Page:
Thursday, August 30, 2012
Smart grid gaining prominence in India, but some hurdles remain
India has gained a reputation for being a nation with one of the weakest power infrastructures relative to its level of development. This notion was furthered earlier this year when an extended outage left much of the country without power for several days. Since then, many experts have been talking about the need for a large-scale utility grid upgrade project that would involve smart grid architectures. According to a recent Economic Times report, the smart grid offers considerable potential in India, but the current infrastructure may not be completely ready to handle the innovation at this point.
The new source explained that the smart grid is, at its core, an IT-enabled utility grid. Through a variety of networking and data management systems, the technology tracks power use metrics in real time and predicts how much energy will be needed at any given moment. This allows utility companies to integrate data management with power generation sites, enabling a setup in which the amount of electricity created more closely matches what is needed, improving efficiency.
Smart grid systems also offer improved reliability when compared to traditional utility systems because they allow power companies to more accurately understand the various dynamics of the energy delivery system and pinpoint any problems. However, simply stapling smart grid on top of the existing energy grid is not necessarily the answer to the problems in India.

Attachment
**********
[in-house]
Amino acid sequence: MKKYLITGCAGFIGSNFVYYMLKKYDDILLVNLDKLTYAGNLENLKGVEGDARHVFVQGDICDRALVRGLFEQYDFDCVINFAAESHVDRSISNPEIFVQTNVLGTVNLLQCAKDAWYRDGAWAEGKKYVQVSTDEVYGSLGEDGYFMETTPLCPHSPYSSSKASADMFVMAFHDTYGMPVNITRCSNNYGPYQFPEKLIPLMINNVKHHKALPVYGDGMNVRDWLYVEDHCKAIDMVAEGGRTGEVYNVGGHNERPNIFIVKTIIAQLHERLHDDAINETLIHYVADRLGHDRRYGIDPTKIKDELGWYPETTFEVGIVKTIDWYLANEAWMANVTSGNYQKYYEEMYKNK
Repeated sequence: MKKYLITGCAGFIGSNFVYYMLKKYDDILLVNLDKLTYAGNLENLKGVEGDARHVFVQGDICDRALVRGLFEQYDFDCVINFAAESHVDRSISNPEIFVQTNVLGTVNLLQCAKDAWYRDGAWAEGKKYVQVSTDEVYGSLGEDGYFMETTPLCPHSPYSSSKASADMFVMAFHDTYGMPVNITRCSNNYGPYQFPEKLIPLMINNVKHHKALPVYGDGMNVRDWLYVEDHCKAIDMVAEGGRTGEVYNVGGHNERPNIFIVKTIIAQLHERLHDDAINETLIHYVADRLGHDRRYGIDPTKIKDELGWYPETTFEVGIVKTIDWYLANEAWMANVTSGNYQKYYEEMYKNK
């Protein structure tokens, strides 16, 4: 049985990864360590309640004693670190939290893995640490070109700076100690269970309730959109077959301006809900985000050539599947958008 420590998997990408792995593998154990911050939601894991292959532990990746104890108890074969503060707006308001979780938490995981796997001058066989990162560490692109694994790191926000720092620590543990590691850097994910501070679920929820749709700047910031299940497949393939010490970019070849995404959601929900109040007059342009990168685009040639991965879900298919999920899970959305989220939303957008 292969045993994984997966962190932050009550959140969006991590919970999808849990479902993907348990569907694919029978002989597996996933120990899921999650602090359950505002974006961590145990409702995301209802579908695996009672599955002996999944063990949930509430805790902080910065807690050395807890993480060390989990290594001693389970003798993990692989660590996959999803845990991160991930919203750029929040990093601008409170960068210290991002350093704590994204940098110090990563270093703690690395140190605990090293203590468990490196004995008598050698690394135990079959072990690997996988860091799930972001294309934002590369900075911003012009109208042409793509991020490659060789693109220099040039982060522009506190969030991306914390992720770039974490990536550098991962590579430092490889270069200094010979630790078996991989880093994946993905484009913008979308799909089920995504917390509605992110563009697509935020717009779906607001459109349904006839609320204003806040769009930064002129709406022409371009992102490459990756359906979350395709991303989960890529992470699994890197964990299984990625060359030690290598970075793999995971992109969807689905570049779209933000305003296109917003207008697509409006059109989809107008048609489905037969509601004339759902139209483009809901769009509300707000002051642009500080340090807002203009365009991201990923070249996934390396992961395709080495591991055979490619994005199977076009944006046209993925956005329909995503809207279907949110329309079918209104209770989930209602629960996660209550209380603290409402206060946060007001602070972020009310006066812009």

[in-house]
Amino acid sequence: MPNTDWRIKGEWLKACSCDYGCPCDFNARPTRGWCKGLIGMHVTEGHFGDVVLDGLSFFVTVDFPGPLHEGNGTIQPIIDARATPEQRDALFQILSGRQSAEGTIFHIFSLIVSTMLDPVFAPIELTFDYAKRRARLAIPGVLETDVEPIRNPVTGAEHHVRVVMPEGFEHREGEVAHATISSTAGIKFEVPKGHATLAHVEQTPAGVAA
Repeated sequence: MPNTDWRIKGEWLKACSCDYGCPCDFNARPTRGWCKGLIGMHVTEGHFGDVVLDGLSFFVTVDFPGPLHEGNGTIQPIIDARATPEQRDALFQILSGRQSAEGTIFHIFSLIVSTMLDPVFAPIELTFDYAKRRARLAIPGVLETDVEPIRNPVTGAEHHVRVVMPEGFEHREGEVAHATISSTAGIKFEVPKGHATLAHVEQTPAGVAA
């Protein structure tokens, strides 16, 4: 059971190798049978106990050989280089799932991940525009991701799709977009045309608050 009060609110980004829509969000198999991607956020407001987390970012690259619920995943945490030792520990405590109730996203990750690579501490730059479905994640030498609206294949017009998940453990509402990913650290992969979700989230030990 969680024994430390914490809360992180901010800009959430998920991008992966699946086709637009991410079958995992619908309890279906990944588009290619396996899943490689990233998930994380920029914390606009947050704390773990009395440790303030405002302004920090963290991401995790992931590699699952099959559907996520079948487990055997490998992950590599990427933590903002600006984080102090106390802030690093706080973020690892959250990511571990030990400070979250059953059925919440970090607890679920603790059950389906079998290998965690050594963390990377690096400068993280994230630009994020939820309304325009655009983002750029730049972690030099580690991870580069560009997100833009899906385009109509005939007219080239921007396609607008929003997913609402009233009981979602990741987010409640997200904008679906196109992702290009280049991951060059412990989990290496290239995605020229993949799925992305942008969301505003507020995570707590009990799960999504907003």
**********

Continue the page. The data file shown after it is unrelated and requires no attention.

The report explained that a weak utility system that has major flaws cannot easily handle smart grid and could limit the impact the technology has on operations. This results in an inability to maximize the automation technologies that are built into the smart grid and forces organizations to either make strategic upgrades to prepare for smart grid or enable manual operations within certain parts of the infrastructure, limiting the technology's impact on operations.
Making the most of smart grid infrastructure can be a challenge. While nations like India face an especially difficult utility environment that could hinder smart grid innovation, even countries like the United States feature a grid that is largely built on century-old architectures. While this can slow smart grid adoption, it also means that the upgrade to support smart grid will likely be a major improvement over existing systems, leading to better energy reliability and efficiency.
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